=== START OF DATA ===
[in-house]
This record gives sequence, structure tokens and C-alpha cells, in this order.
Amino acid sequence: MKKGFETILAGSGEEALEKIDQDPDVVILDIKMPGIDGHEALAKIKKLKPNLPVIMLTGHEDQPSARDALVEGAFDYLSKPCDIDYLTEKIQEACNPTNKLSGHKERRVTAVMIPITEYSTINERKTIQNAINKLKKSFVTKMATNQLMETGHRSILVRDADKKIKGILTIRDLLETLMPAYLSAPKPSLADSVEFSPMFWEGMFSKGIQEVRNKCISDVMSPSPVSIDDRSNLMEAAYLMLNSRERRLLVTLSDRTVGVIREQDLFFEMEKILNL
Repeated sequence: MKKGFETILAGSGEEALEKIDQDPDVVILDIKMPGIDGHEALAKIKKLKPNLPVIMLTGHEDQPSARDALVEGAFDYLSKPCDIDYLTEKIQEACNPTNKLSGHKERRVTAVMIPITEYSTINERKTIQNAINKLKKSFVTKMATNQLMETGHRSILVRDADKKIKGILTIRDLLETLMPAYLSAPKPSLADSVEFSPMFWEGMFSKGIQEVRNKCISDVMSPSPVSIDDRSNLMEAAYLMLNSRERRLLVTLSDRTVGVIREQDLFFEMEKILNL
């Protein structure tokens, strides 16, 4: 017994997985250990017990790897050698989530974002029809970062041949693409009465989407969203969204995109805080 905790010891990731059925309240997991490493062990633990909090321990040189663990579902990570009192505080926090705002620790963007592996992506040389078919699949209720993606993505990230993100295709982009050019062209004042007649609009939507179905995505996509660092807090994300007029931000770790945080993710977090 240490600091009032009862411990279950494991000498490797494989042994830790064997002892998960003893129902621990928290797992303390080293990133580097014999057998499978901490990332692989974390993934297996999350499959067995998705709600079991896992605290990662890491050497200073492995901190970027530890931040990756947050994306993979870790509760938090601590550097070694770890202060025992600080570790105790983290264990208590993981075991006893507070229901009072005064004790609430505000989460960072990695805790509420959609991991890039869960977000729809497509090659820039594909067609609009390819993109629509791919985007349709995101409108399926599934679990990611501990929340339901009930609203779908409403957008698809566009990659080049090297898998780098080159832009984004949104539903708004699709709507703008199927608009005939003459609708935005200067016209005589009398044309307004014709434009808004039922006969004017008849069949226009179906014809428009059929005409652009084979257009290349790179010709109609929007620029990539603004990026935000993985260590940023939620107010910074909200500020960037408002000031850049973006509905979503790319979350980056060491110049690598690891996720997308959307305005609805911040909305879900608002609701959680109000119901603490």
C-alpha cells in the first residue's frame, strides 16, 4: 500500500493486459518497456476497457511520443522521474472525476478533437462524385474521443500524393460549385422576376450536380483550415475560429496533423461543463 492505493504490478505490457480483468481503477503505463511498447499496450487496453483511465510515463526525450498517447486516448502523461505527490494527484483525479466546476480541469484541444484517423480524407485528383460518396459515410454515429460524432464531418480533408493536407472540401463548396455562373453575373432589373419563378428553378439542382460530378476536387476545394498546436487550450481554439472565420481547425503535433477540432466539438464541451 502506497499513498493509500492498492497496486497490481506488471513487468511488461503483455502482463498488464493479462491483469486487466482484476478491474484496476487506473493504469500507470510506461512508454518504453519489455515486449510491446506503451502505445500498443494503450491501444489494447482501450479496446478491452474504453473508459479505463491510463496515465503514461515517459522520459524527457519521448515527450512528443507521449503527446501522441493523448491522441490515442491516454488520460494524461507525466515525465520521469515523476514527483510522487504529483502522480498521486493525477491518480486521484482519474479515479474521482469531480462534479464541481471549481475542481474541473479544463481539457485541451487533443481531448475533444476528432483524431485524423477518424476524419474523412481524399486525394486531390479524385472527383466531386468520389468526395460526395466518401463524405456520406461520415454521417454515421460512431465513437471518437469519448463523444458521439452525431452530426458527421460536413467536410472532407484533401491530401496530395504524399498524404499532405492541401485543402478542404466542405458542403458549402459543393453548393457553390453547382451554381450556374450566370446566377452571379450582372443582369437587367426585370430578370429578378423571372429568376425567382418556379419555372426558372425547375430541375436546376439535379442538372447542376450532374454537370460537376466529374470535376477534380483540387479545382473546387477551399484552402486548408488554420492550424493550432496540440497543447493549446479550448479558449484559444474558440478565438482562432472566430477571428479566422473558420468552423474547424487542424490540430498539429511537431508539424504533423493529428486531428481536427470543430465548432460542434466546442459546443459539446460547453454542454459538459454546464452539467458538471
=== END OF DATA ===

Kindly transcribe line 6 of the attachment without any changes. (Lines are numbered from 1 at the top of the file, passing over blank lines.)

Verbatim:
C-alpha cells in the first residue's frame, strides 16, 4: 500500500493486459518497456476497457511520443522521474472525476478533437462524385474521443500524393460549385422576376450536380483550415475560429496533423461543463 492505493504490478505490457480483468481503477503505463511498447499496450487496453483511465510515463526525450498517447486516448502523461505527490494527484483525479466546476480541469484541444484517423480524407485528383460518396459515410454515429460524432464531418480533408493536407472540401463548396455562373453575373432589373419563378428553378439542382460530378476536387476545394498546436487550450481554439472565420481547425503535433477540432466539438464541451 502506497499513498493509500492498492497496486497490481506488471513487468511488461503483455502482463498488464493479462491483469486487466482484476478491474484496476487506473493504469500507470510506461512508454518504453519489455515486449510491446506503451502505445500498443494503450491501444489494447482501450479496446478491452474504453473508459479505463491510463496515465503514461515517459522520459524527457519521448515527450512528443507521449503527446501522441493523448491522441490515442491516454488520460494524461507525466515525465520521469515523476514527483510522487504529483502522480498521486493525477491518480486521484482519474479515479474521482469531480462534479464541481471549481475542481474541473479544463481539457485541451487533443481531448475533444476528432483524431485524423477518424476524419474523412481524399486525394486531390479524385472527383466531386468520389468526395460526395466518401463524405456520406461520415454521417454515421460512431465513437471518437469519448463523444458521439452525431452530426458527421460536413467536410472532407484533401491530401496530395504524399498524404499532405492541401485543402478542404466542405458542403458549402459543393453548393457553390453547382451554381450556374450566370446566377452571379450582372443582369437587367426585370430578370429578378423571372429568376425567382418556379419555372426558372425547375430541375436546376439535379442538372447542376450532374454537370460537376466529374470535376477534380483540387479545382473546387477551399484552402486548408488554420492550424493550432496540440497543447493549446479550448479558449484559444474558440478565438482562432472566430477571428479566422473558420468552423474547424487542424490540430498539429511537431508539424504533423493529428486531428481536427470543430465548432460542434466546442459546443459539446460547453454542454459538459454546464452539467458538471